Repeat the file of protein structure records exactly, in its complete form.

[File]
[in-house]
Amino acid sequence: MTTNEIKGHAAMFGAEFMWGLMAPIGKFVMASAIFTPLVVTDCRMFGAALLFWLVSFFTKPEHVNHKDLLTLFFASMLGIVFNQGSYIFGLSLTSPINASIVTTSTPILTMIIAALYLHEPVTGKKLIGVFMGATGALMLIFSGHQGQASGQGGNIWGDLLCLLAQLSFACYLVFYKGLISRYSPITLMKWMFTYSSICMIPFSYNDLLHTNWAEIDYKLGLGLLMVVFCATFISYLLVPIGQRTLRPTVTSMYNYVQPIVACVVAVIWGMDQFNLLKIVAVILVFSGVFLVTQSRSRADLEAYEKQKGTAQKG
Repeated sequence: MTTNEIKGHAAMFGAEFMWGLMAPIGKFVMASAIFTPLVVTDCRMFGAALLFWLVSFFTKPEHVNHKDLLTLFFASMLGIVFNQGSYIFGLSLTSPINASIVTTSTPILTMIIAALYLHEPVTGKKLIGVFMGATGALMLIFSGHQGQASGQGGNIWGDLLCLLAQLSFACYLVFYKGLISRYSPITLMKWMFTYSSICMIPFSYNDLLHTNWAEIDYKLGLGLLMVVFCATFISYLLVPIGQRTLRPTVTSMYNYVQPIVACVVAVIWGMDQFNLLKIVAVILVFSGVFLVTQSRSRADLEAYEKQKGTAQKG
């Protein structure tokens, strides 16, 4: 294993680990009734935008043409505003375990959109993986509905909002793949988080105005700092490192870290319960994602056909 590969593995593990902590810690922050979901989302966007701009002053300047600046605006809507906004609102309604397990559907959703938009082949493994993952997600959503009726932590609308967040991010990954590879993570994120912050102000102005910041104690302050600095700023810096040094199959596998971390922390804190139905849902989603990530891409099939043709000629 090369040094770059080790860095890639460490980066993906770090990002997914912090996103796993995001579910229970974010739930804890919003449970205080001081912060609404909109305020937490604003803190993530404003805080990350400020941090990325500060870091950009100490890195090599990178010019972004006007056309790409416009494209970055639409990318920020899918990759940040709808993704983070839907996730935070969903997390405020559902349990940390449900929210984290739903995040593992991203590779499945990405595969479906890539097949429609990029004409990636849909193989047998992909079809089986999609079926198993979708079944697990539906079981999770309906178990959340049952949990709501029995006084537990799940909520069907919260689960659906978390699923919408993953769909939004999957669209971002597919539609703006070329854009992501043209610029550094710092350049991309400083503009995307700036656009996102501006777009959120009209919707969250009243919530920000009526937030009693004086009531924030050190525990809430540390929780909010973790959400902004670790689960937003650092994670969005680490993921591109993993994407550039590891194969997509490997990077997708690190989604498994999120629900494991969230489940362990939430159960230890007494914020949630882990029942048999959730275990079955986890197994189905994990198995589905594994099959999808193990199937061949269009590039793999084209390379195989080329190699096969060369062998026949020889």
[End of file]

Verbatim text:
[in-house]
Amino acid sequence: MTTNEIKGHAAMFGAEFMWGLMAPIGKFVMASAIFTPLVVTDCRMFGAALLFWLVSFFTKPEHVNHKDLLTLFFASMLGIVFNQGSYIFGLSLTSPINASIVTTSTPILTMIIAALYLHEPVTGKKLIGVFMGATGALMLIFSGHQGQASGQGGNIWGDLLCLLAQLSFACYLVFYKGLISRYSPITLMKWMFTYSSICMIPFSYNDLLHTNWAEIDYKLGLGLLMVVFCATFISYLLVPIGQRTLRPTVTSMYNYVQPIVACVVAVIWGMDQFNLLKIVAVILVFSGVFLVTQSRSRADLEAYEKQKGTAQKG
Repeated sequence: MTTNEIKGHAAMFGAEFMWGLMAPIGKFVMASAIFTPLVVTDCRMFGAALLFWLVSFFTKPEHVNHKDLLTLFFASMLGIVFNQGSYIFGLSLTSPINASIVTTSTPILTMIIAALYLHEPVTGKKLIGVFMGATGALMLIFSGHQGQASGQGGNIWGDLLCLLAQLSFACYLVFYKGLISRYSPITLMKWMFTYSSICMIPFSYNDLLHTNWAEIDYKLGLGLLMVVFCATFISYLLVPIGQRTLRPTVTSMYNYVQPIVACVVAVIWGMDQFNLLKIVAVILVFSGVFLVTQSRSRADLEAYEKQKGTAQKG
């Protein structure tokens, strides 16, 4: 294993680990009734935008043409505003375990959109993986509905909002793949988080105005700092490192870290319960994602056909 590969593995593990902590810690922050979901989302966007701009002053300047600046605006809507906004609102309604397990559907959703938009082949493994993952997600959503009726932590609308967040991010990954590879993570994120912050102000102005910041104690302050600095700023810096040094199959596998971390922390804190139905849902989603990530891409099939043709000629 090369040094770059080790860095890639460490980066993906770090990002997914912090996103796993995001579910229970974010739930804890919003449970205080001081912060609404909109305020937490604003803190993530404003805080990350400020941090990325500060870091950009100490890195090599990178010019972004006007056309790409416009494209970055639409990318920020899918990759940040709808993704983070839907996730935070969903997390405020559902349990940390449900929210984290739903995040593992991203590779499945990405595969479906890539097949429609990029004409990636849909193989047998992909079809089986999609079926198993979708079944697990539906079981999770309906178990959340049952949990709501029995006084537990799940909520069907919260689960659906978390699923919408993953769909939004999957669209971002597919539609703006070329854009992501043209610029550094710092350049991309400083503009995307700036656009996102501006777009959120009209919707969250009243919530920000009526937030009693004086009531924030050190525990809430540390929780909010973790959400902004670790689960937003650092994670969005680490993921591109993993994407550039590891194969997509490997990077997708690190989604498994999120629900494991969230489940362990939430159960230890007494914020949630882990029942048999959730275990079955986890197994189905994990198995589905594994099959999808193990199937061949269009590039793999084209390379195989080329190699096969060369062998026949020889």